Hey guys, Sneaky Pete here and today I want to show you the new DynaVap Orion Portable Induction Heater. This thing is tiny and it has been a super enjoyable induction heater to use, so let’s jump right into it.
Size/Weight/What’s in the Box
When you buy the Orion it comes in this nice zippered case which is handy and easy to take with you. In the case you can fit the induction heater itself and the USB-C charging cable. Inside the case it has a molded shell with space for the Orion itself, you can bring the included Small Snapstash and a secure, rectangular area to keep your DynaVaps and other small accessories tightly organized.
It is plain to see that this is a truly portable induction heater. It might not fit in your jean’s front pocket, but it would have no problem going in a coat pocket or in any bag that you have. Compared to an iPhone 11 Pro Max, it has a much smaller footprint, and it has roughly the thickness of about the bottom two layers of a brilliant cut grinder. I would say it is like holding a large deck of cards.
The Orion is super light. When I weighed one, it was actually just slightly lighter than a brilliant cut grinder at under 150g. I think they could make it a little heavier even; a little extra weight would just be reassuring in the hand.
The Orion charges with USB-C, which is great to see, and it will charge from completely dead to full in about 90 minutes. One thing to keep in mind is that if your USB-C power source is greater than 5V or 2A, it will have too much power to charge this. You can use any iPhone plug or a laptop, that sort of thing, but if you have a really high-powered USB-C charger it may be too powerful. Personally, I haven’t tried it with anything that didn’t work myself but it’s something to look for if you’re having issues.
They have designed the unit so that you consistently get at least 50 hits per battery charge, and during my testing, I found that I got 66 hits from a full battery. Some of those hits I pulled out right at the click, some were shorter heat cycles from doing a hit right before, and then some of them were heating it up for a few seconds longer to get a bigger hit. Overall, I think the claim of 50 hits per battery is pretty fair and I couldn’t imagine you getting less.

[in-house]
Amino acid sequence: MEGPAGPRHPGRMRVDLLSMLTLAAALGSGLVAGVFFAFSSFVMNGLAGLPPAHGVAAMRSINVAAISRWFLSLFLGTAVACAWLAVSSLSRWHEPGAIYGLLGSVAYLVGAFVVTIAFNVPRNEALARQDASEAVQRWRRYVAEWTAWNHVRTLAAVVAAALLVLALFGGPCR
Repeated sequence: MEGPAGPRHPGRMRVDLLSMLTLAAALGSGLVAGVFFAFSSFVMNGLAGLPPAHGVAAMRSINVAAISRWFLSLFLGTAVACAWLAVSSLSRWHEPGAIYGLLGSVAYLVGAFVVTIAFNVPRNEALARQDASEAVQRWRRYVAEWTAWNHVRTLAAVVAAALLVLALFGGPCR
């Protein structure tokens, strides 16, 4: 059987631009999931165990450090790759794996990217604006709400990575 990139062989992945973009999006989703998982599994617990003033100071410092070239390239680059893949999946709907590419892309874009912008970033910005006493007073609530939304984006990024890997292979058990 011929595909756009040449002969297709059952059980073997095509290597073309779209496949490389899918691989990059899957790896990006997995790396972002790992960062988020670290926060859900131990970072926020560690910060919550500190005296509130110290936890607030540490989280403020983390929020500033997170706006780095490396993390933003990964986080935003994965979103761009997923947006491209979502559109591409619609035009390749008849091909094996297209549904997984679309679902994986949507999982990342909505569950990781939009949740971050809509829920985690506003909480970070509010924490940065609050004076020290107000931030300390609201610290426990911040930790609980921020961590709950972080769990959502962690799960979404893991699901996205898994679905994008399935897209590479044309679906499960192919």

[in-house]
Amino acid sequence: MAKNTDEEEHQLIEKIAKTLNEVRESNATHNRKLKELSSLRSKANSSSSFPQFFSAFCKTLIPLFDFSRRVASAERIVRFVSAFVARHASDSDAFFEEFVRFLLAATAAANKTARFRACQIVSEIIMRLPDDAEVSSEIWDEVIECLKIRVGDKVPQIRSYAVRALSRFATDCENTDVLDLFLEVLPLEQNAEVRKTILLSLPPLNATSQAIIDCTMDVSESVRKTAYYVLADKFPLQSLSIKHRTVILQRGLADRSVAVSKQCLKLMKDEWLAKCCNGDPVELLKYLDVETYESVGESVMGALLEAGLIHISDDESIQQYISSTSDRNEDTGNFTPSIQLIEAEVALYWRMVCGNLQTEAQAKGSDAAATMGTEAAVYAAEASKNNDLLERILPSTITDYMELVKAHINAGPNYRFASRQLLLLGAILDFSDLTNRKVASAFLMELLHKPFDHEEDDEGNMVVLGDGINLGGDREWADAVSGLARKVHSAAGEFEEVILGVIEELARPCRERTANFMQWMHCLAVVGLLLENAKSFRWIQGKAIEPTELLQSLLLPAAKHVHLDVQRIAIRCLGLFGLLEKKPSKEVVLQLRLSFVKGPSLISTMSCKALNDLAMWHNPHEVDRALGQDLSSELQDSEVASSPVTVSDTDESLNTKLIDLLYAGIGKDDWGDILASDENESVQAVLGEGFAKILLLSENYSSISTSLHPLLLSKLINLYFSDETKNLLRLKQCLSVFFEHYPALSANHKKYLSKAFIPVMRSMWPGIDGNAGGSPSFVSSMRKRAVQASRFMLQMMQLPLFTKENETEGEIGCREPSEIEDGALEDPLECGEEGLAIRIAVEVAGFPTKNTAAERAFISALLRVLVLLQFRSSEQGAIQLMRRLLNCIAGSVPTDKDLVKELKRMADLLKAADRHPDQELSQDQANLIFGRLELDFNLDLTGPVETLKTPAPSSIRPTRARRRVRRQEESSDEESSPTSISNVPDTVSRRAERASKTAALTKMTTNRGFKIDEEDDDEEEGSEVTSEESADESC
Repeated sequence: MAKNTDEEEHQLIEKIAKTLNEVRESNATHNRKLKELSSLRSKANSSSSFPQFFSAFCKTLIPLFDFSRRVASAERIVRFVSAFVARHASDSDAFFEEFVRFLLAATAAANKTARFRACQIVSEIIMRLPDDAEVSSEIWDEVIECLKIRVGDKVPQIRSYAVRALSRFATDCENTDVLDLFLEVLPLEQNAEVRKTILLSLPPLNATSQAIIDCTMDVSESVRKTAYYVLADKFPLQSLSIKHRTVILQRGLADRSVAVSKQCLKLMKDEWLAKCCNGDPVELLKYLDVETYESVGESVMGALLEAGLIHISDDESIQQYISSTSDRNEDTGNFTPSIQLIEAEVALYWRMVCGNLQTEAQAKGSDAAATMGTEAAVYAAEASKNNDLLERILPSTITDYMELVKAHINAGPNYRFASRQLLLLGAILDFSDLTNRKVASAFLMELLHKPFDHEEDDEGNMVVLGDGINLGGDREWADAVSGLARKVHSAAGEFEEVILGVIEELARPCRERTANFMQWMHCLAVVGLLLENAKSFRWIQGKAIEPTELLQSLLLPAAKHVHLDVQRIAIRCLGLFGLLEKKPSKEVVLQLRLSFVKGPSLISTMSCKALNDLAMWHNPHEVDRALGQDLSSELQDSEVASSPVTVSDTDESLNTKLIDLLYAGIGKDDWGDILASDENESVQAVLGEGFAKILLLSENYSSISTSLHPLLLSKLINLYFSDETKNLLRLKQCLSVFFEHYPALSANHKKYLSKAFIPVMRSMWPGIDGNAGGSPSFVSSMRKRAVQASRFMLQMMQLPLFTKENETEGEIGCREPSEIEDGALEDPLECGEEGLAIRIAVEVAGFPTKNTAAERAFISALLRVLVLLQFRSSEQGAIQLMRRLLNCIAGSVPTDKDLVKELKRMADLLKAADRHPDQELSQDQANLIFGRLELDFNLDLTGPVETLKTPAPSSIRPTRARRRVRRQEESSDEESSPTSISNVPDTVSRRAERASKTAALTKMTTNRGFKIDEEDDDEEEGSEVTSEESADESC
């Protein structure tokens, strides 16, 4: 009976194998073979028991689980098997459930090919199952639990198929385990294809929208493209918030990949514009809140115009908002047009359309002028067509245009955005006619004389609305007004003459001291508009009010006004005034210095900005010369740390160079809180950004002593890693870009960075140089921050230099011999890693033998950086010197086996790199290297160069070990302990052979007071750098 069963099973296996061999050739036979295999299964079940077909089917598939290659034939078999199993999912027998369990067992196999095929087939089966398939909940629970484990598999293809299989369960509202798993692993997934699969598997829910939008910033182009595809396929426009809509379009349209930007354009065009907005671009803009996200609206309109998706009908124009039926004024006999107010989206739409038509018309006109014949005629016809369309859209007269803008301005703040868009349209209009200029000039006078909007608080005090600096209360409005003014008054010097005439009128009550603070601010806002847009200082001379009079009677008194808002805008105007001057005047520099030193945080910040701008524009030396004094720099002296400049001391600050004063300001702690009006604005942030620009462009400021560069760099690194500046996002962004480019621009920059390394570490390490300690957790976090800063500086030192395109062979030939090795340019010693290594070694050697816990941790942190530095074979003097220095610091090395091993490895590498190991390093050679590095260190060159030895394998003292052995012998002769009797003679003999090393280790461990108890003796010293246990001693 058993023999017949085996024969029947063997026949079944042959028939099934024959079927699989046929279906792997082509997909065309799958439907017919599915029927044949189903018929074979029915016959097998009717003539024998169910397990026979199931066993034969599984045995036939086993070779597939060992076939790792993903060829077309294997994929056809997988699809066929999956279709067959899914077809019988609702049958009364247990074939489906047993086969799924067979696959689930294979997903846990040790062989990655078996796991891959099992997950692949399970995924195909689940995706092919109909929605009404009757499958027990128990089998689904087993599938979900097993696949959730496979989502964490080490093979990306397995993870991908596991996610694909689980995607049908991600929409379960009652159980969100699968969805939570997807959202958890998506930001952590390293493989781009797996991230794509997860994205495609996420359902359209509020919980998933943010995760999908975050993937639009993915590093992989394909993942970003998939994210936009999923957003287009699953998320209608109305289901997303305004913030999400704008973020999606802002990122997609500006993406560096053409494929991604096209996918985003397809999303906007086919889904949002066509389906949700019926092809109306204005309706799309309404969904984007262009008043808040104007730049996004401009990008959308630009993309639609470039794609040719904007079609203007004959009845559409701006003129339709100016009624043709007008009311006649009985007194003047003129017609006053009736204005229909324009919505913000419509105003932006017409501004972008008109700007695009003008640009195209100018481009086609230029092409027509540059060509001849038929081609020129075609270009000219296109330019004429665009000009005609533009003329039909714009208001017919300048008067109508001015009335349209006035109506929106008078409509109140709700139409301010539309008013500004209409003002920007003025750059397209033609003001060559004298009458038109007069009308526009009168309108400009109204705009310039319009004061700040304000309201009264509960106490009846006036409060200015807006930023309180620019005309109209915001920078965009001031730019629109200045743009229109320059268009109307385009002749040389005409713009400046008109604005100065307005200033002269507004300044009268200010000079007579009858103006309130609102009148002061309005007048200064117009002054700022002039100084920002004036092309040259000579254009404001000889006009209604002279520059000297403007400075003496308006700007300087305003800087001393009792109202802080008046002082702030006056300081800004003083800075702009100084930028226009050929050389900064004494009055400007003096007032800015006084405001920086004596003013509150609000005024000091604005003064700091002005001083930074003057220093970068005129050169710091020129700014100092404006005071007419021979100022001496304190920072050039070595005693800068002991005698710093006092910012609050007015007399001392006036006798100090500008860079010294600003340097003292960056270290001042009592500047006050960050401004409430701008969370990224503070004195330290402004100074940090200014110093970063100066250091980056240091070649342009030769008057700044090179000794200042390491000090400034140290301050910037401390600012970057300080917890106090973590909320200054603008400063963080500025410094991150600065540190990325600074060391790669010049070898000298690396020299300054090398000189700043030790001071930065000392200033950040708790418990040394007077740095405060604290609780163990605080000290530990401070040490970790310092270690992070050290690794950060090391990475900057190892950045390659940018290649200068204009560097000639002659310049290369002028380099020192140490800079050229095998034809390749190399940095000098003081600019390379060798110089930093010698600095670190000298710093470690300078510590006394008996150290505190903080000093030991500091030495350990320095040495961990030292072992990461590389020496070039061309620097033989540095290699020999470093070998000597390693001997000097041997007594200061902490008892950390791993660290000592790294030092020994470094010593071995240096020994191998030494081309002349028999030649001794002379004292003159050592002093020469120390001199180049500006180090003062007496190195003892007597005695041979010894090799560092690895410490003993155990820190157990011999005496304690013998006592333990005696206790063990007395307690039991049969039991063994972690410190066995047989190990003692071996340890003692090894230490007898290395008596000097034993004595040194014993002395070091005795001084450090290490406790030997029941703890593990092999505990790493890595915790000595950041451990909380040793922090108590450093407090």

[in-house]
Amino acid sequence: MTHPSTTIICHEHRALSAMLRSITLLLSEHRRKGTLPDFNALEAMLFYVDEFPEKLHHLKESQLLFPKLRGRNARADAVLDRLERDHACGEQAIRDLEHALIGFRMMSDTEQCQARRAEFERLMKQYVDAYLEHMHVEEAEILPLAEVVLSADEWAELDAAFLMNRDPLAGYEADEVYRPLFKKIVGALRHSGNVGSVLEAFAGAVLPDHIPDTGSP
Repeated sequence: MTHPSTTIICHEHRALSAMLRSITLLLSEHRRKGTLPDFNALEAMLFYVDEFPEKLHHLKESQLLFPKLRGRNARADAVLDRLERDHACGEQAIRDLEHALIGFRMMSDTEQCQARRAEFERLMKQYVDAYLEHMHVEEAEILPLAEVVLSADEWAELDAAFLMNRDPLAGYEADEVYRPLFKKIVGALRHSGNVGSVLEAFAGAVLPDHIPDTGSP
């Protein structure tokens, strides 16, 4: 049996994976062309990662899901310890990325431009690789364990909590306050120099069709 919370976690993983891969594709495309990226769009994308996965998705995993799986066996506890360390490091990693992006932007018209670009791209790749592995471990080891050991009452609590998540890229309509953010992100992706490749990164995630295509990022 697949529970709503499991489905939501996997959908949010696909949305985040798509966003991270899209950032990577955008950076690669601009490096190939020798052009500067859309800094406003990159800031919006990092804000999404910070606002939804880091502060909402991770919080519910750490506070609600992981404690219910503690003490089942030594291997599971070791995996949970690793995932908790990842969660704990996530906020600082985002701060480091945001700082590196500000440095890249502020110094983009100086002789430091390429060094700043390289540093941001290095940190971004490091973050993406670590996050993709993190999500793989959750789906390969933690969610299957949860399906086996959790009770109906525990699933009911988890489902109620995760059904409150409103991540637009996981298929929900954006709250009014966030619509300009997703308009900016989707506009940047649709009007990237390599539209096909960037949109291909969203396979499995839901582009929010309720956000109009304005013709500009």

That’s a substantial amount of hits for a portable induction heater. If you imagine that you’re doing 2 hits an hour, 16hrs a day, it would last you at least a day and a half. If you’re doing 10 hits a day, 5 days of battery life, so overall, I think it makes it really practical for out of the house use.
Keep in mind, if you leave your device in standby mode and allow it to shut itself off after 7 minutes of no activity, that will have some impact on your battery life, but not a tonne. It doesn’t use a lot of battery in standby mode, but for the absolute best battery life, turn it off when you’re done your hit.
The Orion is made from a hard, plastic shell, and despite its light weight, it feels like it is pretty solid. Mine hasn’t sustained any major drops, but a couple of minor ones, and that hasn’t changed its operating. Keep in mind, this is a sensitive piece of electronics so I wouldn’t recommend buying it planning on dropping it and it being fine, but it’s nice to know how it will behave as it’s probably going to happen.
Beside your USB-C charging port you will find the power button, you click it three times to turn it on, and as you will note it has three little dots here in case you haven’t used it in while and forget how many times you need to click it to turn it on.
On top of the heater, you have a magnet, and it’s useful to hold your DynaVap in between sessions. It also does a great job at cooling off your unit so you can do another hit faster.
One thing that’s really cool about this magnet is that it really wants to pull that DynaVap cap right to dead center. When your DynaVap is placed on the edge of the magnet, it kind of jumps to the center point if you nudge it. It was designed like that for the very particulars among us who like their equipment just so. I wouldn’t have noticed this if it wasn’t pointed out as it just sort of works well, but once you notice it, it’s a really cool, subtle feature.
Above the magnet, you will see the LED light, and it’s clear that it looks like a DynaVap cap. A cool little addition, they could’ve just made a simple LED but I think it gives us so much more personality using the actual cap design. This LED is colour changing and it utilizes that to indicate both when the device is heating as well as the battery level.
Finally, you have the heating chamber where you are going to place your DynaVap to heat it up.